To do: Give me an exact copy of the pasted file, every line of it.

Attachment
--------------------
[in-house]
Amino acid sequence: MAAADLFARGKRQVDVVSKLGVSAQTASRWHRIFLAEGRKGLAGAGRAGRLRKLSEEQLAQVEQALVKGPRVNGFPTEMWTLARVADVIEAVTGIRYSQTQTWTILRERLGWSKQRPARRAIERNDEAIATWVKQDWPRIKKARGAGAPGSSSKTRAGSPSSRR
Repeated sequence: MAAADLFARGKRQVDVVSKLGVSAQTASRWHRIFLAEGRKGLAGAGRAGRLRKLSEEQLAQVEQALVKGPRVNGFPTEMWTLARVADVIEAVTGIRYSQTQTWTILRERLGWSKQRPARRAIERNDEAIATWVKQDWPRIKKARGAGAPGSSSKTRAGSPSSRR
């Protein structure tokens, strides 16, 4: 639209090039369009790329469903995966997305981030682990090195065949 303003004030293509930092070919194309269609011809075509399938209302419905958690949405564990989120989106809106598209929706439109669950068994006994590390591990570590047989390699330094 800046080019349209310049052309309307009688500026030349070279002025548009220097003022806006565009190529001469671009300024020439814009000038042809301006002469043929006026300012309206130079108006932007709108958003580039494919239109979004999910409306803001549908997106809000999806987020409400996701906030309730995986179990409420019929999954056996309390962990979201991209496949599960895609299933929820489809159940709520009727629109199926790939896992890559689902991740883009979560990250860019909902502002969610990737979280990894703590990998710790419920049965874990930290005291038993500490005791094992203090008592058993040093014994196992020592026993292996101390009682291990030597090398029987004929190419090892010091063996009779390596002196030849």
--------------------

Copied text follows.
[in-house]
Amino acid sequence: MAAADLFARGKRQVDVVSKLGVSAQTASRWHRIFLAEGRKGLAGAGRAGRLRKLSEEQLAQVEQALVKGPRVNGFPTEMWTLARVADVIEAVTGIRYSQTQTWTILRERLGWSKQRPARRAIERNDEAIATWVKQDWPRIKKARGAGAPGSSSKTRAGSPSSRR
Repeated sequence: MAAADLFARGKRQVDVVSKLGVSAQTASRWHRIFLAEGRKGLAGAGRAGRLRKLSEEQLAQVEQALVKGPRVNGFPTEMWTLARVADVIEAVTGIRYSQTQTWTILRERLGWSKQRPARRAIERNDEAIATWVKQDWPRIKKARGAGAPGSSSKTRAGSPSSRR
């Protein structure tokens, strides 16, 4: 639209090039369009790329469903995966997305981030682990090195065949 303003004030293509930092070919194309269609011809075509399938209302419905958690949405564990989120989106809106598209929706439109669950068994006994590390591990570590047989390699330094 800046080019349209310049052309309307009688500026030349070279002025548009220097003022806006565009190529001469671009300024020439814009000038042809301006002469043929006026300012309206130079108006932007709108958003580039494919239109979004999910409306803001549908997106809000999806987020409400996701906030309730995986179990409420019929999954056996309390962990979201991209496949599960895609299933929820489809159940709520009727629109199926790939896992890559689902991740883009979560990250860019909902502002969610990737979280990894703590990998710790419920049965874990930290005291038993500490005791094992203090008592058993040093014994196992020592026993292996101390009682291990030597090398029987004929190419090892010091063996009779390596002196030849």